@AdamStadius




Saturday, 2 November 2013

Breaking the North/South divide



First blog post.  Exciting times.  I've just come back to London where I work as a teacher at the BRIT School of Performing Arts after ten, clean air filled days in the North-East, Durham to be precise.  It's very much my home town, if you haven't been there, you should go.  I'm sure there was a recent trip-advisor type survey with Durham Cathedral as the number one place to visit in England, so it must be good.


There's a lot of stuff going on at the moment, so starting a blog seems a good way to keep it in order and process it while it's happening.  That seems to be the logic anyway.  So I'll get on with it.

The north-south divide is always something that's talked about.  Be it social, political, cultural, financial blah blah blah, you get the picture.  But having spent 4 days with a group of actors in Durham, my resolve that that is NOT the case when it comes to passion, artistry, craft and that ethereal 'talent' in the arts, but I'll get to that in a bit.

I guess, in training as an actor, I was more than likely to be one of many to be part of an exodus from the north-east.  London has the allure of not only being somewhat of an epicentre of theatre and acting in general (not conclusively), but also containing most (not all) of the NCDT Drama Schools in the country (though I believe the title now is Drama UK).  There are some great opportunities for actors in the north east to craft skills; Northern Stage, Live Theatre, New College Durham, Newcastle College, Northumbria Uni, the Gala Theatre and GTSS and many more, a good few of which I've had experience of as a student and later, as a teacher.  I could also take time to write about the exports from the homeland, many of whom I'm very happy to say are friends, but that would take far too long.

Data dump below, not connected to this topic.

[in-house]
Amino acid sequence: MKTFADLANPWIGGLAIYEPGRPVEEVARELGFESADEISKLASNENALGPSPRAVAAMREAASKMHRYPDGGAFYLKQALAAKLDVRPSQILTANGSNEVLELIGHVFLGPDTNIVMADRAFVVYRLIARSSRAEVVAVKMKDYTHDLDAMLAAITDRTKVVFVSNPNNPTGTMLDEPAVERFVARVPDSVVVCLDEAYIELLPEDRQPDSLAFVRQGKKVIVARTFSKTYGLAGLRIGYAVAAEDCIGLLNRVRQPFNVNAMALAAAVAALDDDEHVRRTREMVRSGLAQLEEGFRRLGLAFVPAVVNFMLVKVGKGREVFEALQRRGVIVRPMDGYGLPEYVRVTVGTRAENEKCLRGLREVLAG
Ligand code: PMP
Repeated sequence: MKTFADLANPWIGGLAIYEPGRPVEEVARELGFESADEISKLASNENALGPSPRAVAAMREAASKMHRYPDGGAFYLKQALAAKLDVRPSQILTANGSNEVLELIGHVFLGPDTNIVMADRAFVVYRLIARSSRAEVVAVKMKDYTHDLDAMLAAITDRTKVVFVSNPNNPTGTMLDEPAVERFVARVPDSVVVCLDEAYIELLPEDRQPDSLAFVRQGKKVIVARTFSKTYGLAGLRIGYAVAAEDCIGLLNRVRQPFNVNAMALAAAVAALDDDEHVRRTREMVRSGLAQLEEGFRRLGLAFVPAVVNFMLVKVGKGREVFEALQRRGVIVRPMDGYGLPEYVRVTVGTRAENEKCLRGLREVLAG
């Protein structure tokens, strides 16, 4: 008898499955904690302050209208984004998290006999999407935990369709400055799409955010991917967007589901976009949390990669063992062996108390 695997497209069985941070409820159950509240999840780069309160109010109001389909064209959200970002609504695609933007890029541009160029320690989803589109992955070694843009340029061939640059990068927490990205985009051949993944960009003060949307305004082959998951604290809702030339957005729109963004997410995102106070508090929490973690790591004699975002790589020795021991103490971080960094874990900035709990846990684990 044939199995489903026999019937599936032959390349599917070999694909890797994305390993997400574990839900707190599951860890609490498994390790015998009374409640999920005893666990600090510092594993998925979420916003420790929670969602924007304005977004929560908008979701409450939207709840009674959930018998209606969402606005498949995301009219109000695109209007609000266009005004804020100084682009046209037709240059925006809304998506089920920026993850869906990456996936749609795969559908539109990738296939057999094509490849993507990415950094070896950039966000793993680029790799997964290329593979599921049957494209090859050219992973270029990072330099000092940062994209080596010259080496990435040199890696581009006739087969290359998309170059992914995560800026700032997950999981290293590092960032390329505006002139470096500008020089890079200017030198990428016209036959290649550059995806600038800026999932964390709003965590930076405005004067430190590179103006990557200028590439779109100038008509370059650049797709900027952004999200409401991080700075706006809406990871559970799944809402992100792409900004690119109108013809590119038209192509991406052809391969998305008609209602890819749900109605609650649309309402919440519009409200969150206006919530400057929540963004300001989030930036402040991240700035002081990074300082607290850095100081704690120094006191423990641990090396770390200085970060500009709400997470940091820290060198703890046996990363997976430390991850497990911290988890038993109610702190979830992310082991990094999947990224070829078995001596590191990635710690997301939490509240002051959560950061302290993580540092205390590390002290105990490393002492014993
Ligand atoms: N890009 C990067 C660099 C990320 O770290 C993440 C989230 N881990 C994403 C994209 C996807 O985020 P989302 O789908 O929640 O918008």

One thing I do feel the North East needs is some place for professionals to congregate and share skills, or develop.  An Actor's Centre-type of location for the North-East if you catch my drift.  Which is why, now I'm a teacher, and living in London, I'm doing my best to set up and run as many things in Durham and around the area whenever I can.   And I do believe there is a hunger for that work too.  It's just a case of spreading the word.

And what this week proved to me is that when the right people come together, with the right goals in mind, who aim to do what we do as a living, amazing things can happen.  4 days of Meisner fun gave a small group of actors a platform to just do some living for a change.  No pressure, no stress, just opportunities to learn a new technique and to let it breathe in the most fantastic of ways.  The only shame being that it was only for 4 days.  I think it went to show that Actors really do their best work when they're comfortable and supported.  We made mistakes, we laughed at ourselves, we ate a lot of cake and drank a lot of tea but beyond that the actors were free, and it was beautiful.  Intimate moments, truth, and real emotions, not faked whatsoever.  My head still hurts in processing it all.  Let's do it again in Feb.

More posts on my work soon, I think I'll do this as a weekly thing.  Who knows, we shall see!